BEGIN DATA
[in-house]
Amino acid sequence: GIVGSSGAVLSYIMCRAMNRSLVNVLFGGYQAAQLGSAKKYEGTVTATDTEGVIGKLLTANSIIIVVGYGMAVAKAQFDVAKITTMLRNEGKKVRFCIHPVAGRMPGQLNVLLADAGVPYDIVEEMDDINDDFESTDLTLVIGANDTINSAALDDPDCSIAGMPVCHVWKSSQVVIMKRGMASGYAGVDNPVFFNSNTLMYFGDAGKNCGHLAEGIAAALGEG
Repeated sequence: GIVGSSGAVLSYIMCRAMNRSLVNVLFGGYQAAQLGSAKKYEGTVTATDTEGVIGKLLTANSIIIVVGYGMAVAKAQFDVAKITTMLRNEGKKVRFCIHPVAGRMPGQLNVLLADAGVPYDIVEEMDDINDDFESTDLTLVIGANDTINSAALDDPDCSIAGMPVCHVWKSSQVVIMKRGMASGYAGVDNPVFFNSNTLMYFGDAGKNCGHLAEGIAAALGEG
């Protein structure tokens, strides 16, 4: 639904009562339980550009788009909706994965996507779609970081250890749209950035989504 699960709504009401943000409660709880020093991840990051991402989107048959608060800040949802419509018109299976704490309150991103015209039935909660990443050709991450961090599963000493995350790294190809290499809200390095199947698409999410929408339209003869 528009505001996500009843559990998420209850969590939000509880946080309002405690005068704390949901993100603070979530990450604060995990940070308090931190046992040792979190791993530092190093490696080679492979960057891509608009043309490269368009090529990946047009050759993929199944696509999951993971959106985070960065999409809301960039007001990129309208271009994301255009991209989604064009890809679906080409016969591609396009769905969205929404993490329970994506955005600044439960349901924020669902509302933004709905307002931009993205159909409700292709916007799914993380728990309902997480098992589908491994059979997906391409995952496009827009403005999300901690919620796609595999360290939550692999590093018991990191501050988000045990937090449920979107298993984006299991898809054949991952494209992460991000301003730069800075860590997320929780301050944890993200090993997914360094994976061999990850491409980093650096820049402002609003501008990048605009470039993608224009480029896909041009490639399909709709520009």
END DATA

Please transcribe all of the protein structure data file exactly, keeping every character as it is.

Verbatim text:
[in-house]
Amino acid sequence: GIVGSSGAVLSYIMCRAMNRSLVNVLFGGYQAAQLGSAKKYEGTVTATDTEGVIGKLLTANSIIIVVGYGMAVAKAQFDVAKITTMLRNEGKKVRFCIHPVAGRMPGQLNVLLADAGVPYDIVEEMDDINDDFESTDLTLVIGANDTINSAALDDPDCSIAGMPVCHVWKSSQVVIMKRGMASGYAGVDNPVFFNSNTLMYFGDAGKNCGHLAEGIAAALGEG
Repeated sequence: GIVGSSGAVLSYIMCRAMNRSLVNVLFGGYQAAQLGSAKKYEGTVTATDTEGVIGKLLTANSIIIVVGYGMAVAKAQFDVAKITTMLRNEGKKVRFCIHPVAGRMPGQLNVLLADAGVPYDIVEEMDDINDDFESTDLTLVIGANDTINSAALDDPDCSIAGMPVCHVWKSSQVVIMKRGMASGYAGVDNPVFFNSNTLMYFGDAGKNCGHLAEGIAAALGEG
């Protein structure tokens, strides 16, 4: 639904009562339980550009788009909706994965996507779609970081250890749209950035989504 699960709504009401943000409660709880020093991840990051991402989107048959608060800040949802419509018109299976704490309150991103015209039935909660990443050709991450961090599963000493995350790294190809290499809200390095199947698409999410929408339209003869 528009505001996500009843559990998420209850969590939000509880946080309002405690005068704390949901993100603070979530990450604060995990940070308090931190046992040792979190791993530092190093490696080679492979960057891509608009043309490269368009090529990946047009050759993929199944696509999951993971959106985070960065999409809301960039007001990129309208271009994301255009991209989604064009890809679906080409016969591609396009769905969205929404993490329970994506955005600044439960349901924020669902509302933004709905307002931009993205159909409700292709916007799914993380728990309902997480098992589908491994059979997906391409995952496009827009403005999300901690919620796609595999360290939550692999590093018991990191501050988000045990937090449920979107298993984006299991898809054949991952494209992460991000301003730069800075860590997320929780301050944890993200090993997914360094994976061999990850491409980093650096820049402002609003501008990048605009470039993608224009480029896909041009490639399909709709520009």